• Values your opinions, even if he disagrees.

Tips for husbands to reconnect

If you’ve been in an emotionally abusive relationship you almost certainly have developed habits of emotional disconnection. For instance, touch and eye contact are usually the first things to go in distressed relationships.

Because your husband has to overcome a nagging sense of relationship inadequacy, he should initiate all of the following for the first months of recovery.

Establish a daily routine of brief but consistent moments of emotional connection with your wife:

  • Hug at least six times a day and hold each hug for at least six seconds. (Hold them that long to overcome any initial awkwardness.)
  • Take at least six seconds six times a day to appreciate her.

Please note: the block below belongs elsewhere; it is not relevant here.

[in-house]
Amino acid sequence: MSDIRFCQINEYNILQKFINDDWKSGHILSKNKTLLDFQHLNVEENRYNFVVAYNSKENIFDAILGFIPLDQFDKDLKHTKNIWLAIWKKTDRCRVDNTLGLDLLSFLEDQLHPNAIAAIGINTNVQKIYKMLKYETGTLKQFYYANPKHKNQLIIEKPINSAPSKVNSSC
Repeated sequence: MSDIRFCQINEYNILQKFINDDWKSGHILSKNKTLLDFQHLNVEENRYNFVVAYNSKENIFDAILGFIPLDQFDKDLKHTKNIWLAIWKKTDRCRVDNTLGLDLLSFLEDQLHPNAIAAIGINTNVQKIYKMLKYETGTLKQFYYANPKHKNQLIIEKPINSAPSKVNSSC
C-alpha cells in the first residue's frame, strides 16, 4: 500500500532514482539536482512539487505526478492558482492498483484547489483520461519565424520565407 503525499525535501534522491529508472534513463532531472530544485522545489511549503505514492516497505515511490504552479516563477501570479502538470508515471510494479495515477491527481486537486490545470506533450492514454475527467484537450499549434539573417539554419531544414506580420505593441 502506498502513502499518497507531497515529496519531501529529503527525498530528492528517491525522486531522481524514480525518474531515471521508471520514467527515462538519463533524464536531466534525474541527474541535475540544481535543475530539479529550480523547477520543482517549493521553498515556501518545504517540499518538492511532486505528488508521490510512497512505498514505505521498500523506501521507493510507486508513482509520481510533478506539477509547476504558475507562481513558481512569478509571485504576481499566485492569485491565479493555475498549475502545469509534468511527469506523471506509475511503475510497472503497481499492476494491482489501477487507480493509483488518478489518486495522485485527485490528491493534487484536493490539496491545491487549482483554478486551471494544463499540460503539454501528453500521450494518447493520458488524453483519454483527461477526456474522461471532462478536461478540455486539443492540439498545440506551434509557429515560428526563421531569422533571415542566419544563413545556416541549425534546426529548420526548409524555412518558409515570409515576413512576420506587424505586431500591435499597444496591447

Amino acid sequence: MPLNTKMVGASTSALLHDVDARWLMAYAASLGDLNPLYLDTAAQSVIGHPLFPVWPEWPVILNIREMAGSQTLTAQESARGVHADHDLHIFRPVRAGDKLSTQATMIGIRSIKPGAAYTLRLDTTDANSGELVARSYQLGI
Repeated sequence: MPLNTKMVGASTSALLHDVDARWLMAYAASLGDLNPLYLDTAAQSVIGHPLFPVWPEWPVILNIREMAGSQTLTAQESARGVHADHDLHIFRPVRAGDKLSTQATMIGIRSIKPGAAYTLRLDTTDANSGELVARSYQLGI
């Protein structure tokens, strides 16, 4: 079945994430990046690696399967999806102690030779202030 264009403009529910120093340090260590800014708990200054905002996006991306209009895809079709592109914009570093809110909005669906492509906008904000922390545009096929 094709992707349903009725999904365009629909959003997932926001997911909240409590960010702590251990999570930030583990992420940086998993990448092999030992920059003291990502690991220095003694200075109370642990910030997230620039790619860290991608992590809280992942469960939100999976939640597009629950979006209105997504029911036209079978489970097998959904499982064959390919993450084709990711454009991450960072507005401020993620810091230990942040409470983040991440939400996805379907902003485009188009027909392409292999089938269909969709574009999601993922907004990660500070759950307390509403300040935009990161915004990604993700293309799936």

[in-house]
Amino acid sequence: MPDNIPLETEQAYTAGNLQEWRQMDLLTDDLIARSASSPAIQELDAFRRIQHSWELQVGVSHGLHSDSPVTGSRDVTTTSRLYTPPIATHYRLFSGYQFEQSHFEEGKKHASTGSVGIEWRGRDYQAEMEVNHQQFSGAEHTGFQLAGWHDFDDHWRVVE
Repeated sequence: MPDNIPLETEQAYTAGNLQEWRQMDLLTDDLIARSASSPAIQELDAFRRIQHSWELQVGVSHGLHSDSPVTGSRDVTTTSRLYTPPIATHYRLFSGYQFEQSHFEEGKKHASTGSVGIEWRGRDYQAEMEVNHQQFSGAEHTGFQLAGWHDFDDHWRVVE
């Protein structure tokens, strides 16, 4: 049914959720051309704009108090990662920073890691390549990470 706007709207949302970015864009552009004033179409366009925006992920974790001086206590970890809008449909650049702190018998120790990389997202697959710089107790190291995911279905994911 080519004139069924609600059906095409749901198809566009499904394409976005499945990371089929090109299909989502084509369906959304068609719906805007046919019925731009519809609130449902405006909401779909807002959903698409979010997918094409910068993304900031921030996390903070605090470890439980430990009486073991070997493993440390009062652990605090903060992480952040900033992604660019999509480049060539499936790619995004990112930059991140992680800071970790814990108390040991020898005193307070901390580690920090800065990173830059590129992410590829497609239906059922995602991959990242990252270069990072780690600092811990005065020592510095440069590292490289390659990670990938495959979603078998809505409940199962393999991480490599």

• Have a weekly date night with just the two of you. (Inexpensive activities or just going for a walk alone together will do the trick.) This has to be as important as an appointment with your boss.
  • Adopt a brief daily ritual that expresses your wife’s importance to you. For example, offer a single flower or a flower petal, light a candle, write a note or hum a few bars of a song you both like.
  • Imagine a permanent lifeline – like the kind the astronauts use in outer space – connecting you emotionally, no matter how far apart you are.
  • Take six seconds six times a day to think positively about her when you are not with her. This will make you behave more positively toward her when you are with her.

Steven Stosny, PhD, is the founder of CompassionPower in suburban Washington, DC, and author of several books on improving relationships. He has offered hundreds of workshops all over the world and has presented at most of the leading professional conferences. He has treated over 6,000 clients for various forms of resentment, anger, abuse, and violence. He has taught at the University of Maryland and at St. Mary’s College of Maryland.